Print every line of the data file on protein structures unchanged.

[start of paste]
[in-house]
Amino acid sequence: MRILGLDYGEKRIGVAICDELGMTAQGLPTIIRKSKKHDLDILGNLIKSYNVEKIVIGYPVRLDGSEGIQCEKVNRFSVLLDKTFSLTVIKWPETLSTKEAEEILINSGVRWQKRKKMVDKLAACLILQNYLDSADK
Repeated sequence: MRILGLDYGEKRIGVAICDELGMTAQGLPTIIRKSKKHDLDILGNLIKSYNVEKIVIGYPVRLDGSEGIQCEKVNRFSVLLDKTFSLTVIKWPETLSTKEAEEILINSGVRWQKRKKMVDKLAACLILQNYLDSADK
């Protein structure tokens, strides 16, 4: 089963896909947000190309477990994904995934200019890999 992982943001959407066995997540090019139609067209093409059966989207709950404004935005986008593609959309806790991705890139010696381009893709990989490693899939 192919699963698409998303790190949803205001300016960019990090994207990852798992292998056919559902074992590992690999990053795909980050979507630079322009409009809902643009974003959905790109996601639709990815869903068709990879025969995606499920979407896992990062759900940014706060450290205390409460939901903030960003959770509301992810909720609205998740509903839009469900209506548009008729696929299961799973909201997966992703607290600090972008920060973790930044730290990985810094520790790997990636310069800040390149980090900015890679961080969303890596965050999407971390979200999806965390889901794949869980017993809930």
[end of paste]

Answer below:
[in-house]
Amino acid sequence: MRILGLDYGEKRIGVAICDELGMTAQGLPTIIRKSKKHDLDILGNLIKSYNVEKIVIGYPVRLDGSEGIQCEKVNRFSVLLDKTFSLTVIKWPETLSTKEAEEILINSGVRWQKRKKMVDKLAACLILQNYLDSADK
Repeated sequence: MRILGLDYGEKRIGVAICDELGMTAQGLPTIIRKSKKHDLDILGNLIKSYNVEKIVIGYPVRLDGSEGIQCEKVNRFSVLLDKTFSLTVIKWPETLSTKEAEEILINSGVRWQKRKKMVDKLAACLILQNYLDSADK
């Protein structure tokens, strides 16, 4: 089963896909947000190309477990994904995934200019890999 992982943001959407066995997540090019139609067209093409059966989207709950404004935005986008593609959309806790991705890139010696381009893709990989490693899939 192919699963698409998303790190949803205001300016960019990090994207990852798992292998056919559902074992590992690999990053795909980050979507630079322009409009809902643009974003959905790109996601639709990815869903068709990879025969995606499920979407896992990062759900940014706060450290205390409460939901903030960003959770509301992810909720609205998740509903839009469900209506548009008729696929299961799973909201997966992703607290600090972008920060973790930044730290990985810094520790790997990636310069800040390149980090900015890679961080969303890596965050999407971390979200999806965390889901794949869980017993809930």